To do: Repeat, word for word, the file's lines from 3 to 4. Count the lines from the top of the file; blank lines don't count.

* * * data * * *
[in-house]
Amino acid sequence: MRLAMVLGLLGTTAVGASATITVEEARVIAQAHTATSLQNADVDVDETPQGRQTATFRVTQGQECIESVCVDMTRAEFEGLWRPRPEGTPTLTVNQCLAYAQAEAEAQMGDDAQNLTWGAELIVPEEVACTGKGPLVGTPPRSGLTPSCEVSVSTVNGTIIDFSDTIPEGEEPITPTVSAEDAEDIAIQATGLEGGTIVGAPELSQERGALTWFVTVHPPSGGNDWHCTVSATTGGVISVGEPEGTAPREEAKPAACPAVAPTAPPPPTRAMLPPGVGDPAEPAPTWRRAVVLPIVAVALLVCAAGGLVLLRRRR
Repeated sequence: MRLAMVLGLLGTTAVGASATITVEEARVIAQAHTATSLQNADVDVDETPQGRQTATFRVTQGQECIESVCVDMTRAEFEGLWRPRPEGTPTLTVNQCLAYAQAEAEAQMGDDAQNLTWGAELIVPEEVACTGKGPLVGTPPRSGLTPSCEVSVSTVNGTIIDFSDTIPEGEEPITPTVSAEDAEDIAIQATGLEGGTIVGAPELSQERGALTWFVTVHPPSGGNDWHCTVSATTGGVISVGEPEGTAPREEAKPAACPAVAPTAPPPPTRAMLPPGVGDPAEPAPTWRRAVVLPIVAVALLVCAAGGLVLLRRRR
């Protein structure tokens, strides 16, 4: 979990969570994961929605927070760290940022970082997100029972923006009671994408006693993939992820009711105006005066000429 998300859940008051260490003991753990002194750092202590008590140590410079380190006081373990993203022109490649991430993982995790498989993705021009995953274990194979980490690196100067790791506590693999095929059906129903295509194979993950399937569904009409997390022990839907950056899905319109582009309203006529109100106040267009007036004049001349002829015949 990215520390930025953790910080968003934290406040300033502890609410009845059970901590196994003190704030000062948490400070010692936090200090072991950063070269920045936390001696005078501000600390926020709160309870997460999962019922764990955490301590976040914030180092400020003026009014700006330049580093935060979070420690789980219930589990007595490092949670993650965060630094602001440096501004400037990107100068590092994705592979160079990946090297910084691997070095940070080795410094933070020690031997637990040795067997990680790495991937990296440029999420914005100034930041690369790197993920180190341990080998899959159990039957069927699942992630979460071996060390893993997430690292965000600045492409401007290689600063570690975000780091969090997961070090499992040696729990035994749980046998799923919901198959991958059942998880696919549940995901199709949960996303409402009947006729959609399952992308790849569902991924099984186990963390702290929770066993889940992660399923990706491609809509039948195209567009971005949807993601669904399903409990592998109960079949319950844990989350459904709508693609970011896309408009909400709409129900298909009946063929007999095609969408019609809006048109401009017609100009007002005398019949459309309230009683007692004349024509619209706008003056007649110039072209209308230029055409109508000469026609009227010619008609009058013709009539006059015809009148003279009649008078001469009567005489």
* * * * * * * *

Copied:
Repeated sequence: MRLAMVLGLLGTTAVGASATITVEEARVIAQAHTATSLQNADVDVDETPQGRQTATFRVTQGQECIESVCVDMTRAEFEGLWRPRPEGTPTLTVNQCLAYAQAEAEAQMGDDAQNLTWGAELIVPEEVACTGKGPLVGTPPRSGLTPSCEVSVSTVNGTIIDFSDTIPEGEEPITPTVSAEDAEDIAIQATGLEGGTIVGAPELSQERGALTWFVTVHPPSGGNDWHCTVSATTGGVISVGEPEGTAPREEAKPAACPAVAPTAPPPPTRAMLPPGVGDPAEPAPTWRRAVVLPIVAVALLVCAAGGLVLLRRRR
């Protein structure tokens, strides 16, 4: 979990969570994961929605927070760290940022970082997100029972923006009671994408006693993939992820009711105006005066000429 998300859940008051260490003991753990002194750092202590008590140590410079380190006081373990993203022109490649991430993982995790498989993705021009995953274990194979980490690196100067790791506590693999095929059906129903295509194979993950399937569904009409997390022990839907950056899905319109582009309203006529109100106040267009007036004049001349002829015949 990215520390930025953790910080968003934290406040300033502890609410009845059970901590196994003190704030000062948490400070010692936090200090072991950063070269920045936390001696005078501000600390926020709160309870997460999962019922764990955490301590976040914030180092400020003026009014700006330049580093935060979070420690789980219930589990007595490092949670993650965060630094602001440096501004400037990107100068590092994705592979160079990946090297910084691997070095940070080795410094933070020690031997637990040795067997990680790495991937990296440029999420914005100034930041690369790197993920180190341990080998899959159990039957069927699942992630979460071996060390893993997430690292965000600045492409401007290689600063570690975000780091969090997961070090499992040696729990035994749980046998799923919901198959991958059942998880696919549940995901199709949960996303409402009947006729959609399952992308790849569902991924099984186990963390702290929770066993889940992660399923990706491609809509039948195209567009971005949807993601669904399903409990592998109960079949319950844990989350459904709508693609970011896309408009909400709409129900298909009946063929007999095609969408019609809006048109401009017609100009007002005398019949459309309230009683007692004349024509619209706008003056007649110039072209209308230029055409109508000469026609009227010619008609009058013709009539006059015809009148003279009649008078001469009567005489």